“We will rebuild all the houses and workplaces, destroyed or made uninhabitable by the earthquake, and hand them over to the rightful owners,” he added.

Reconstruction to start in March
Damage assessment of buildings will be completed in a week and reconstruction will begin as soon as next month, he noted.

Erdoğan announced that the government planned to start the construction of 30,000 houses in March. He has said the state will complete housing reconstruction within a year, and was preparing a program to “lift the country stand once again.”

The Environment, Urbanization and Climate Change Ministry and Housing Development Administration (TOKI) will launch preparations for new houses and cities to be built in the region, he said.

“Our aim is to complete the construction of high quality and safe buildings in a year to meet the housing needs in the entire earthquake-affected zone.

In southern Hatay province, half of the buildings have either collapsed, been heavily damaged, or need to be demolished quickly, said Interior Minister Süleyman Soylu on Wednesday.

The government encouraged those in quake-hit areas whose buildings have been deemed safe to return home.

“We want citizens to track their buildings’ status on the online system and get back into the buildings which receive the safety tag from the urbanization ministry, in order to start getting back to normal,” Culture and Tourism Minister Mehmet Nuri Ersoy told a news conference in Malatya, some 160 kilometers from the epicenter of the earthquake.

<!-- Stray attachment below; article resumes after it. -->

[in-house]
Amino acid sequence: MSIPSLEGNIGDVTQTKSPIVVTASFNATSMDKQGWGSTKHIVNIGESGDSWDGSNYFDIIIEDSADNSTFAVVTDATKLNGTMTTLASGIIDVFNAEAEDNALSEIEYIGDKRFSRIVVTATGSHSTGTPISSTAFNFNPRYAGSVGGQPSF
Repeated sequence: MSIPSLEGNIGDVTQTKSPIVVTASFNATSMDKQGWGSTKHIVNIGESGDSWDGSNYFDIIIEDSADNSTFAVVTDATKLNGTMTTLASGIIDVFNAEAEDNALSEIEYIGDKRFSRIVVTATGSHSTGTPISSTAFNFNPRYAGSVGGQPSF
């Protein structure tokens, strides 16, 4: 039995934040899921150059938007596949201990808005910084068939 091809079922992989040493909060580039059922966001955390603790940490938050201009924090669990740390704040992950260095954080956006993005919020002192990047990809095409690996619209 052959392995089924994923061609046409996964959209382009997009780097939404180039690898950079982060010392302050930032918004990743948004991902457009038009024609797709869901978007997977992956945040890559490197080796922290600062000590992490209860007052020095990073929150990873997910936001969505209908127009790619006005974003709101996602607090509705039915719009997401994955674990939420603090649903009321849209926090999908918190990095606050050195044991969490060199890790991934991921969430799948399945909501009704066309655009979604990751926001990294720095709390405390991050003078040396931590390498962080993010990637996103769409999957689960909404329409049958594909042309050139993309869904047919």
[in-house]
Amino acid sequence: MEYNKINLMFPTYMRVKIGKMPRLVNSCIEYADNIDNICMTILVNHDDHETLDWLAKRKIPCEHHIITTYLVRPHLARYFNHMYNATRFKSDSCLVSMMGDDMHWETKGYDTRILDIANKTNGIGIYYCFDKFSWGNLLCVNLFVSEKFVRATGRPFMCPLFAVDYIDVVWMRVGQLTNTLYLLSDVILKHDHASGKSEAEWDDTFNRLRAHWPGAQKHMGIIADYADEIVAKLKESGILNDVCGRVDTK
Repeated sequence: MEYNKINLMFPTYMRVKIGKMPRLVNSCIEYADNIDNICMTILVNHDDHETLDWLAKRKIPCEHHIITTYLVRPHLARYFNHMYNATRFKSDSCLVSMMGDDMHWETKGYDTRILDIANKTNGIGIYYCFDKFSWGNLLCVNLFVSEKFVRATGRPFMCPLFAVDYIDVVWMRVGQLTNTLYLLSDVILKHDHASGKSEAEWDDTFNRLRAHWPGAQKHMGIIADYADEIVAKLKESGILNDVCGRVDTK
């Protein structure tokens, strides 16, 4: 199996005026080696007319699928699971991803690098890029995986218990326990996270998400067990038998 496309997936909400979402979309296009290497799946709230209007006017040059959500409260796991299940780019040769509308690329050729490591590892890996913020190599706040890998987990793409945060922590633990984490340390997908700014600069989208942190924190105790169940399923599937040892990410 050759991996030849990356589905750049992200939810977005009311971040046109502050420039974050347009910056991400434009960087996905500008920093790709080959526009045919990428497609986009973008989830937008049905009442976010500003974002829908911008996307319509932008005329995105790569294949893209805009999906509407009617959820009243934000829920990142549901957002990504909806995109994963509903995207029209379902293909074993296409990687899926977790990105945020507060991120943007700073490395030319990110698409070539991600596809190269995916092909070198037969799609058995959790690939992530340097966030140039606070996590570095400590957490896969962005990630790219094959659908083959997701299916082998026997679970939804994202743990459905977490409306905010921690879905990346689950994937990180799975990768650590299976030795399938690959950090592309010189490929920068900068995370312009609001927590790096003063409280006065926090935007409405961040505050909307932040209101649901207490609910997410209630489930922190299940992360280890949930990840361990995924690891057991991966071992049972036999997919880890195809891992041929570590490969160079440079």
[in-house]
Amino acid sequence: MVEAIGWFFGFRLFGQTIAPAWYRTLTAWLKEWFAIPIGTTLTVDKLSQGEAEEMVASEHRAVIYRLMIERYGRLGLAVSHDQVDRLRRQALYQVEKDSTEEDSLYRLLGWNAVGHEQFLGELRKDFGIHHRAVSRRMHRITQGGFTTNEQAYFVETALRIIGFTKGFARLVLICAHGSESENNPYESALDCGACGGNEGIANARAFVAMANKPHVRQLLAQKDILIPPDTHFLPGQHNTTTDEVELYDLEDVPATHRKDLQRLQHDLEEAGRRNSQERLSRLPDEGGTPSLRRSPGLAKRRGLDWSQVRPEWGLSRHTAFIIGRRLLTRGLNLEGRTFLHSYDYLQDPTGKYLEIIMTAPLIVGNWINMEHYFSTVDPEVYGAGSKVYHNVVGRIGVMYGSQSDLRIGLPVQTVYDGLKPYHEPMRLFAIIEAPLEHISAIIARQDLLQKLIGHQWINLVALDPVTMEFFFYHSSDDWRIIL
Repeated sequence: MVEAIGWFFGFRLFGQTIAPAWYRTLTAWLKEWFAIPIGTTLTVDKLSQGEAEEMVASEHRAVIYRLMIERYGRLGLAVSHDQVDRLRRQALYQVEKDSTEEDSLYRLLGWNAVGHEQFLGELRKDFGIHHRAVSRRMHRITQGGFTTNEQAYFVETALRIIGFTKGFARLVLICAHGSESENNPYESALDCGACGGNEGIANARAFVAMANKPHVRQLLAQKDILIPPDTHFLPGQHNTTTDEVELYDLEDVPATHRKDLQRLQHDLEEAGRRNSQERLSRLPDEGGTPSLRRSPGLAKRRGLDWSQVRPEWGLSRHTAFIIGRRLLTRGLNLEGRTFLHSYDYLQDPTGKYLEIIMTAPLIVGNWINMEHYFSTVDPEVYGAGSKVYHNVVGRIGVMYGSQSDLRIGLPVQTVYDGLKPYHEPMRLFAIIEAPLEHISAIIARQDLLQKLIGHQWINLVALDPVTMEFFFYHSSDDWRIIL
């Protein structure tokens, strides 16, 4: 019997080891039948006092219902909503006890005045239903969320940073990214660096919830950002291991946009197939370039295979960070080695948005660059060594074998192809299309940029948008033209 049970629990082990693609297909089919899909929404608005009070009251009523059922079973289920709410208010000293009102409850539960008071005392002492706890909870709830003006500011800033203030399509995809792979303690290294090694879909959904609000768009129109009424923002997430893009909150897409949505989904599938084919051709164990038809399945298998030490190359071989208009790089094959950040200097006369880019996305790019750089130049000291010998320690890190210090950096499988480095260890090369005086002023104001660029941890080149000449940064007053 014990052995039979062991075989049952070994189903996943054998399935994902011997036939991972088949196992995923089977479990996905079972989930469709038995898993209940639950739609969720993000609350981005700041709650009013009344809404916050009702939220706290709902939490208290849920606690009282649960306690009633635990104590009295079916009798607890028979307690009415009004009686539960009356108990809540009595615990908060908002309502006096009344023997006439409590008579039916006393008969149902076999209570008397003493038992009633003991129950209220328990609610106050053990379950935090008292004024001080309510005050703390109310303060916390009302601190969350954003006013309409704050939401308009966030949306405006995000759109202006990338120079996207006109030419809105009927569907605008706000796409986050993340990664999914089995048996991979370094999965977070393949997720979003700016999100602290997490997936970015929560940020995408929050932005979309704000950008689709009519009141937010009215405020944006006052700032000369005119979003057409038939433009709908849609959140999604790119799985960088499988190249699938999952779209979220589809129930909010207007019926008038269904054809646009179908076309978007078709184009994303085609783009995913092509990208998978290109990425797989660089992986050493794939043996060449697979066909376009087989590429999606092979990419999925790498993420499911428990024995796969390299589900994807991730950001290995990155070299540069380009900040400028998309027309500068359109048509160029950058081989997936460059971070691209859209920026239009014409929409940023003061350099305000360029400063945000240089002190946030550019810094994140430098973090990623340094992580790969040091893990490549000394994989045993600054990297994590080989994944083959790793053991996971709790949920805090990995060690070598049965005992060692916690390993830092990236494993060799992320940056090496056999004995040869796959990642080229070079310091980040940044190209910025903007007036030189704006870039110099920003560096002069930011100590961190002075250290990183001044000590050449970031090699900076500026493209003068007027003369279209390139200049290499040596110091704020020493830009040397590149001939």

“We will quickly demolish what needs to be demolished and build safe houses,” Environment, Urbanization and Climate Change Minister Murat Kurum tweeted.

The earthquake’s impact on GDP is unlikely to be as impactful as after the 1999 earthquake in northwest Türkiye, which struck the industrial heartland, IMF Executive Director Mahmoud Mohieldin said on the sidelines of the Arab Fiscal Forum on Sunday.

Mohieldin added that, after the initial impact over the next few months, public and private sector investments in rebuilding could boost GDP growth going forward.

Nonetheless, economists and officials estimated the quake would cut economic growth by up to two percentage points this year. The government forecast growth at 5% in 2022 and had estimated growth at 5.5% in 2023 before the quake.

A report published at the weekend by the Turkish Enterprise and Business Confederation (TÜRKONFED) put the cost of the damage at $84.1 billion – $70.8 billion from the repair of thousands of homes, $10.4 billion from loss of national income and $2.9 billion from loss of working days.

It said the main costs would be rebuilding housing, transmission lines and infrastructure; and meeting the short, medium and long-term shelter needs of the hundreds of thousands left homeless.

A three-month state of emergency has been declared in the 10 provinces affected, and the central bank has postponed payments on some loans. The Treasury declared force majeure until the end of July and postponed tax payments for the region.

Erdoğan said Türkiye was utilizing all the aid packages extended to AFAD at home and from abroad, amounting to TL 8.3 billion (approximately $440 million) for the time being.

“As cabinet members and government officials who attended the cabinet meeting, we have decided to donate a total of TL 136.58 million to AFAD for earthquake victims. Now it is time to heal wounds, alleviate pain, rebuild what has been destroyed, and make millions of our people cling to life,” he added.